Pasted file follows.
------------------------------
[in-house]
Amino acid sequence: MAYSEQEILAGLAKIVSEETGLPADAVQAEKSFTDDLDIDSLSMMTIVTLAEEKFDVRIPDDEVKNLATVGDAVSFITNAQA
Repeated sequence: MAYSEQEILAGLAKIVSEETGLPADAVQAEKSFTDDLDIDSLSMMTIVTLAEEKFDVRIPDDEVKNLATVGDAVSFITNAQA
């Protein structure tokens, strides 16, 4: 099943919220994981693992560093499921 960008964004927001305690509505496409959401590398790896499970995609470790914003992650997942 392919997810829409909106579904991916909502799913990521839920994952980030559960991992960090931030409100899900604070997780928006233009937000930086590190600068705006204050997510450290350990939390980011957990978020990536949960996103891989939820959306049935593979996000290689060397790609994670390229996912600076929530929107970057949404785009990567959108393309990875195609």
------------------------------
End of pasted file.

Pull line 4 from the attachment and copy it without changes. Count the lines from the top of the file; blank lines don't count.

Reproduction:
């Protein structure tokens, strides 16, 4: 099943919220994981693992560093499921 960008964004927001305690509505496409959401590398790896499970995609470790914003992650997942 392919997810829409909106579904991916909502799913990521839920994952980030559960991992960090931030409100899900604070997780928006233009937000930086590190600068705006204050997510450290350990939390980011957990978020990536949960996103891989939820959306049935593979996000290689060397790609994670390229996912600076929530929107970057949404785009990567959108393309990875195609």